Is Henrik Lundqvist back?

If the 43 saves he had against the Anaheim Ducks on Tuesday night are any indication, Lundqvist is as close to back as he's been all season. He will look to continue this roll against the visiting Nashville Predators at Madison Square Garden on Thursday night.

Lundqvist hasn't had a save percentage worse than .920 since the 2008-09 season and has a career mark of .920. But this season, the 34-year-old has dipped to .910, a number that is close to his high-water mark for the season.

The lack of support has been an issue, but Lundqvist has shown signs that he's adjusting to the shoddy defense he has in front of him on most nights.

"The game is changing a little bit, the way we are giving up scoring chances now compared to maybe a few years ago," Lundqvist said. "I think I need to adjust my game a little bit; a little bit more on my toes, a little bit more aggressive, and I think it is helping my game. It's a big thing too when you see the shot the whole way, how you can react to it.

"That was something we have been talking about for the last few days, try to box out more and try to block the shot and give me the shot. It makes a big difference when you can read the shot from the get go."

Translation: If you're going to give up a ton of shots, at least get out of the way so the goalie can see it and do your best to clear rebounds away from the guys you've been leaving open all season.

Another benefit New York enjoyed against the Ducks was the return of Kevin Hayes from a five-game absence and four healthy lines at full strength. Every Rangers forward except Pavel Buchnevich, who had an assist in 9:56 of ice time, played at least 10 minutes against the Ducks.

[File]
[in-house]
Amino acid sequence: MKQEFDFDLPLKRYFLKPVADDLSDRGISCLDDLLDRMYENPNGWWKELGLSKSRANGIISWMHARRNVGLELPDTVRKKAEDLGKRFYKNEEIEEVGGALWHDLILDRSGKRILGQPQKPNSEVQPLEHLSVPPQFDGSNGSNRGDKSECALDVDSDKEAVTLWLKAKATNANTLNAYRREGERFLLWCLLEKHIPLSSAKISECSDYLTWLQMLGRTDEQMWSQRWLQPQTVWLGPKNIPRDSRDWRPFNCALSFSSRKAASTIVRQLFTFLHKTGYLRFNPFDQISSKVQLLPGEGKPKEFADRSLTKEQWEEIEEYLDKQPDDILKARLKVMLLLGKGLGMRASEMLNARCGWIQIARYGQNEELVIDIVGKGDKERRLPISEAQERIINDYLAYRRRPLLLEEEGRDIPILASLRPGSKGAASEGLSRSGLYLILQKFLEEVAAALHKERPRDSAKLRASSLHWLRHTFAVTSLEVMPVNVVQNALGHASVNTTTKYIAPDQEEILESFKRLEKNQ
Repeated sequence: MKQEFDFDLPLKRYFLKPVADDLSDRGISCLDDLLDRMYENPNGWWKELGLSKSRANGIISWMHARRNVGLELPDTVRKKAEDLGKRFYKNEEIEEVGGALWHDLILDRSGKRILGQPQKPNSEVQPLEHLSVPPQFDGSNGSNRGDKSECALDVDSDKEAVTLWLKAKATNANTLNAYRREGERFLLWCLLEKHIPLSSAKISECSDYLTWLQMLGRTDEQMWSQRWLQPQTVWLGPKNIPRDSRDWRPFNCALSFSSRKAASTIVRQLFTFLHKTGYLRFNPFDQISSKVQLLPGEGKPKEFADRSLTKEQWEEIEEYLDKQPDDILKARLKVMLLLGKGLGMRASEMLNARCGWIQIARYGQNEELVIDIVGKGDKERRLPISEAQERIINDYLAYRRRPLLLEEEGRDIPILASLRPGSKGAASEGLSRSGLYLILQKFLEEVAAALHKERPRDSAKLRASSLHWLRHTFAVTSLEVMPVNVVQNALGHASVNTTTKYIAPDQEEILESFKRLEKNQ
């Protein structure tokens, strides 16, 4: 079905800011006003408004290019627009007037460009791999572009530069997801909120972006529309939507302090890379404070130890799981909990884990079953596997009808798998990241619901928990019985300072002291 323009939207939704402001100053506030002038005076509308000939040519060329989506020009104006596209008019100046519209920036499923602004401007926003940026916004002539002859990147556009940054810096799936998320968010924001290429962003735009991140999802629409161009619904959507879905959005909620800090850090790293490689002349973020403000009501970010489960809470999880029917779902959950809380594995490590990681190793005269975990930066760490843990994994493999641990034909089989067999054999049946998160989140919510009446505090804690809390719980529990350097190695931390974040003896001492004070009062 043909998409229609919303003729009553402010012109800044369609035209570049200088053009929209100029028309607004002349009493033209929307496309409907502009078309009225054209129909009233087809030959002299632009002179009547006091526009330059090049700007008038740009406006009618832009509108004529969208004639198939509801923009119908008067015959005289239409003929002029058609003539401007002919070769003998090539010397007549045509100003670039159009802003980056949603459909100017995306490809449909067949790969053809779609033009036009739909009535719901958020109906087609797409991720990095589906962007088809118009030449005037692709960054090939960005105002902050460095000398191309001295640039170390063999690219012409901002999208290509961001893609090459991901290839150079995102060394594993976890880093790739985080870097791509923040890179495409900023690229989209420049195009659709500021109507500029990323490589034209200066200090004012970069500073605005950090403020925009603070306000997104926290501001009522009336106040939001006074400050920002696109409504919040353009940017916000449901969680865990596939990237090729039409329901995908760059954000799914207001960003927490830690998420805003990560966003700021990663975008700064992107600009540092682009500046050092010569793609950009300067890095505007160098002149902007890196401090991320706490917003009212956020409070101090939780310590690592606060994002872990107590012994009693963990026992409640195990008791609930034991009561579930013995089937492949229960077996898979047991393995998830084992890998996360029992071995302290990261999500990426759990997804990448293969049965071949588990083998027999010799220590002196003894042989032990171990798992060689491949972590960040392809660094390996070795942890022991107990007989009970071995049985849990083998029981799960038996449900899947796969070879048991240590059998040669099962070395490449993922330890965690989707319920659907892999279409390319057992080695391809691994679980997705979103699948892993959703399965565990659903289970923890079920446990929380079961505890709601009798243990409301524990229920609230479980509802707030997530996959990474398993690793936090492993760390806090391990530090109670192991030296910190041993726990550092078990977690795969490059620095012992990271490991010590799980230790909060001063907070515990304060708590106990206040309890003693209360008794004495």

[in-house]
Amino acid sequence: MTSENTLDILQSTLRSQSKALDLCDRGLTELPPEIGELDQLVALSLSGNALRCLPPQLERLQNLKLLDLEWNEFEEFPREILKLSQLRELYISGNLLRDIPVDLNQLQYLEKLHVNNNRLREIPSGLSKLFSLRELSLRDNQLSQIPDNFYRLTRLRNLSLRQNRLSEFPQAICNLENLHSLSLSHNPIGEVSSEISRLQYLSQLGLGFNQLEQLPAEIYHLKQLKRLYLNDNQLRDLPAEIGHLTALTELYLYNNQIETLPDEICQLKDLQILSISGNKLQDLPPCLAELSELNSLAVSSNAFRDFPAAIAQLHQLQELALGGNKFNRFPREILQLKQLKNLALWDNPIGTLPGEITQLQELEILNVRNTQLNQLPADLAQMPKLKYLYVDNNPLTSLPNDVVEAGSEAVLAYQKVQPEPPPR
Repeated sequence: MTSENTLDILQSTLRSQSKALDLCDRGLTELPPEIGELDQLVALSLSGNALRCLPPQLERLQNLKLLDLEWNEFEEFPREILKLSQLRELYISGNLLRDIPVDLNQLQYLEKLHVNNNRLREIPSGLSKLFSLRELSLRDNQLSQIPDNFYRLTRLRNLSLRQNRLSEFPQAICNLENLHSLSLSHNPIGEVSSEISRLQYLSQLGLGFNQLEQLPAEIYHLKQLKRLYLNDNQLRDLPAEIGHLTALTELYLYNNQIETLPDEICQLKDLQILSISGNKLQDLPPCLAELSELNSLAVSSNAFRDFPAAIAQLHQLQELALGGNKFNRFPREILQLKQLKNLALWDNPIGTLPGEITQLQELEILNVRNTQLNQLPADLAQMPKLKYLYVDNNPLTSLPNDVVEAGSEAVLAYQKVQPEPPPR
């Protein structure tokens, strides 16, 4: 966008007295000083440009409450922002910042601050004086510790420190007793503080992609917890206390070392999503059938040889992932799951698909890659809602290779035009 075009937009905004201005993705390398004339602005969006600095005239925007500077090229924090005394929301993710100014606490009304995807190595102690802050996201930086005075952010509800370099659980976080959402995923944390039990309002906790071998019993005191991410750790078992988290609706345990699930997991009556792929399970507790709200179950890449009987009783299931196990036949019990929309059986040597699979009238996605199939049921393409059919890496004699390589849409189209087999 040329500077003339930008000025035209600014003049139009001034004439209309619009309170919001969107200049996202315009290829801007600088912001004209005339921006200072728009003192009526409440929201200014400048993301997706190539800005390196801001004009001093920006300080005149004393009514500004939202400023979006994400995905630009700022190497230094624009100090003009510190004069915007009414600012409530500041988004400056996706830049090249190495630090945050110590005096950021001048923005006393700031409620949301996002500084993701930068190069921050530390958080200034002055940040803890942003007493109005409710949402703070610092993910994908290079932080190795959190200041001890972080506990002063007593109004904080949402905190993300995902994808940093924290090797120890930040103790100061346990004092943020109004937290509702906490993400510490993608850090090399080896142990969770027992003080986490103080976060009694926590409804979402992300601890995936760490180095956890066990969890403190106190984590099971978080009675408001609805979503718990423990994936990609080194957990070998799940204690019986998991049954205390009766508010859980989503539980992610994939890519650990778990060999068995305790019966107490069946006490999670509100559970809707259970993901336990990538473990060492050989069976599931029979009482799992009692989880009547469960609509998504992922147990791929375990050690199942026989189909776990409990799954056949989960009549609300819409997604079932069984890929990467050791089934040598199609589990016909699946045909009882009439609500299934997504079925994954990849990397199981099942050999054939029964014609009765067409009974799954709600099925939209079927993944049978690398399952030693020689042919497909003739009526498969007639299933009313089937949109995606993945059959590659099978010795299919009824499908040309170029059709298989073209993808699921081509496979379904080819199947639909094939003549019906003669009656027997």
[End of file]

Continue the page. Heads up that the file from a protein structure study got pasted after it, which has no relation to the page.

When the Rangers were rolling early in the season, it was because they were getting offense from everywhere. If they can get back to scoring four goals per game a little more often, that will take some pressure off Lundqvist.

"There's no doubt that balance and being able to roll four lines is important," Rangers coach Alain Vigneault said. "There are a couple of areas (against Anaheim) that I would definitely want to clean up. That being said, Hank makes some timely saves and we're able to get some timely goals and capitalize on some of their mistakes. We'll take the two points and get ready for the next game."

The Predators have alternated wins and losses over their past seven games and come to New York after a 4-2 home win against the Vancouver Canucks. It marked the 10th time in their past 13 games they've earned at least a point, a big reason why Nashville has surged into third place in the Central.

"I think you can see how hard we're working out on the ice," defenseman Roman Josi said. "That's who we are. When we're doing that, we can find the wins."

It also helped that the Predators found some offense -- the four goals against the Canucks matched their total in their previous three games combined. But what's been more important for Nashville after a slow start is the team's overall willingness to play a more defensive style that has led to tougher backchecking that wasn't there earlier.

"At the start of the season, we were just trying to find the identity of the team and 20 games in, we hadn't found that," said Predators forward Filip Forsberg. "Now it's getting better and we're just trying to improve on that."

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